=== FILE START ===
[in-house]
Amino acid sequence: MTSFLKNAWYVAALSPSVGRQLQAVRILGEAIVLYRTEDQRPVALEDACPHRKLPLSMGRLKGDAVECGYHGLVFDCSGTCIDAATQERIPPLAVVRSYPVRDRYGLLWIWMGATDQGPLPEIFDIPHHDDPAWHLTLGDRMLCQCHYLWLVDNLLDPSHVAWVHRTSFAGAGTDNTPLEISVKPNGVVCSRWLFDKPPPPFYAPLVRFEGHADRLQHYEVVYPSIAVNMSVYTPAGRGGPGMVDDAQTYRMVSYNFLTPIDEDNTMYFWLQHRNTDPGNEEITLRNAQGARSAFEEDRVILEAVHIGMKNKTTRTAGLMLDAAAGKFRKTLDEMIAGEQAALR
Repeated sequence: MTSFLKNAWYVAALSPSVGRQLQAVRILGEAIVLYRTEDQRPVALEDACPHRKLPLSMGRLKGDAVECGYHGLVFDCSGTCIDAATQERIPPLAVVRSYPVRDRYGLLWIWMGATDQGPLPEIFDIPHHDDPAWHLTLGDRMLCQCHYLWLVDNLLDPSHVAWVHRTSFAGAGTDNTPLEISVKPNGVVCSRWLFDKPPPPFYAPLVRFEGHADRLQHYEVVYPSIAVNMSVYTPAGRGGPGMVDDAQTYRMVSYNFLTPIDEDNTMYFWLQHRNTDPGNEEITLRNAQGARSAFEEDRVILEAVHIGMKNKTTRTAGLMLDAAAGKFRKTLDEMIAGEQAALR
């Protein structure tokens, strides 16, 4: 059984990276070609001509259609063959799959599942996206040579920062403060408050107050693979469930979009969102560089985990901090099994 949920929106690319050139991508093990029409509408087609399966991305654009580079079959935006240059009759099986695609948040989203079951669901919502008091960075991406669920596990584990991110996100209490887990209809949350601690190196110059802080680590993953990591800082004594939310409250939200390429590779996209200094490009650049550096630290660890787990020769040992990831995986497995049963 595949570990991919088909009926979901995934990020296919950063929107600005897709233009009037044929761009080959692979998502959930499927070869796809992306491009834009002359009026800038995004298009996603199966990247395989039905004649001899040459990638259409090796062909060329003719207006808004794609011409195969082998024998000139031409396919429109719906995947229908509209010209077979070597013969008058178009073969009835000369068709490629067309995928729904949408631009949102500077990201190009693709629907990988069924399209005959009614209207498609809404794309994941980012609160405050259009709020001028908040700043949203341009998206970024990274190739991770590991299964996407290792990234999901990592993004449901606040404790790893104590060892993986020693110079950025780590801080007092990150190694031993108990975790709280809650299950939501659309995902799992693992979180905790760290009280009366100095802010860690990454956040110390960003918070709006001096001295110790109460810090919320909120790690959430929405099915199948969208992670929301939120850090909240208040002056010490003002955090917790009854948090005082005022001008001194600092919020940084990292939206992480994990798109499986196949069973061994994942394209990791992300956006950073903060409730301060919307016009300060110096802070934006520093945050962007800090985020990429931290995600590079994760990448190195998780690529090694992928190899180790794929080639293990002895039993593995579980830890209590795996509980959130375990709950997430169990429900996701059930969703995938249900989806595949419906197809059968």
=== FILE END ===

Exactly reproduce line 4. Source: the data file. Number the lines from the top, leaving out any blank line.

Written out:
């Protein structure tokens, strides 16, 4: 059984990276070609001509259609063959799959599942996206040579920062403060408050107050693979469930979009969102560089985990901090099994 949920929106690319050139991508093990029409509408087609399966991305654009580079079959935006240059009759099986695609948040989203079951669901919502008091960075991406669920596990584990991110996100209490887990209809949350601690190196110059802080680590993953990591800082004594939310409250939200390429590779996209200094490009650049550096630290660890787990020769040992990831995986497995049963 595949570990991919088909009926979901995934990020296919950063929107600005897709233009009037044929761009080959692979998502959930499927070869796809992306491009834009002359009026800038995004298009996603199966990247395989039905004649001899040459990638259409090796062909060329003719207006808004794609011409195969082998024998000139031409396919429109719906995947229908509209010209077979070597013969008058178009073969009835000369068709490629067309995928729904949408631009949102500077990201190009693709629907990988069924399209005959009614209207498609809404794309994941980012609160405050259009709020001028908040700043949203341009998206970024990274190739991770590991299964996407290792990234999901990592993004449901606040404790790893104590060892993986020693110079950025780590801080007092990150190694031993108990975790709280809650299950939501659309995902799992693992979180905790760290009280009366100095802010860690990454956040110390960003918070709006001096001295110790109460810090919320909120790690959430929405099915199948969208992670929301939120850090909240208040002056010490003002955090917790009854948090005082005022001008001194600092919020940084990292939206992480994990798109499986196949069973061994994942394209990791992300956006950073903060409730301060919307016009300060110096802070934006520093945050962007800090985020990429931290995600590079994760990448190195998780690529090694992928190899180790794929080639293990002895039993593995579980830890209590795996509980959130375990709950997430169990429900996701059930969703995938249900989806595949419906197809059968």